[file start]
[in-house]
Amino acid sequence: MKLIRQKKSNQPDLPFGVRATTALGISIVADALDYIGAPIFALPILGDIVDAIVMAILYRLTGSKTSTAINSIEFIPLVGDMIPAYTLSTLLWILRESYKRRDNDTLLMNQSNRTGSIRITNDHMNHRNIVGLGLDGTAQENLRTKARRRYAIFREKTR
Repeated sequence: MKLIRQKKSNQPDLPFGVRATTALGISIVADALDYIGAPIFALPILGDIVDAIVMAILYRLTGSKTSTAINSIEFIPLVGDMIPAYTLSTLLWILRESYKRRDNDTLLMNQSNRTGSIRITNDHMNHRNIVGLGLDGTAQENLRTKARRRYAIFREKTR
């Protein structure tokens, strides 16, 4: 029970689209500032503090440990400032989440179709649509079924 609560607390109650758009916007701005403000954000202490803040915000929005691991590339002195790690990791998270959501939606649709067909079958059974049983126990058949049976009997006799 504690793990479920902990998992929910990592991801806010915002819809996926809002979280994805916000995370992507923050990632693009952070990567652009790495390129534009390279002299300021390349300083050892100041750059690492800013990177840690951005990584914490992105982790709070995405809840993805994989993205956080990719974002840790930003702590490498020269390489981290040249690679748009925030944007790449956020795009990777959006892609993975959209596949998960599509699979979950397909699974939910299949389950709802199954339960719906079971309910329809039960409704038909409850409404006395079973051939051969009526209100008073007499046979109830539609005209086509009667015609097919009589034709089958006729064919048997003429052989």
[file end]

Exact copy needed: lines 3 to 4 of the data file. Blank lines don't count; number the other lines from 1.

Repeated sequence: MKLIRQKKSNQPDLPFGVRATTALGISIVADALDYIGAPIFALPILGDIVDAIVMAILYRLTGSKTSTAINSIEFIPLVGDMIPAYTLSTLLWILRESYKRRDNDTLLMNQSNRTGSIRITNDHMNHRNIVGLGLDGTAQENLRTKARRRYAIFREKTR
């Protein structure tokens, strides 16, 4: 029970689209500032503090440990400032989440179709649509079924 609560607390109650758009916007701005403000954000202490803040915000929005691991590339002195790690990791998270959501939606649709067909079958059974049983126990058949049976009997006799 504690793990479920902990998992929910990592991801806010915002819809996926809002979280994805916000995370992507923050990632693009952070990567652009790495390129534009390279002299300021390349300083050892100041750059690492800013990177840690951005990584914490992105982790709070995405809840993805994989993205956080990719974002840790930003702590490498020269390489981290040249690679748009925030944007790449956020795009990777959006892609993975959209596949998960599509699979979950397909699974939910299949389950709802199954339960719906079971309910329809039960409704038909409850409404006395079973051939051969009526209100008073007499046979109830539609005209086509009667015609097919009589034709089958006729064919048997003429052989």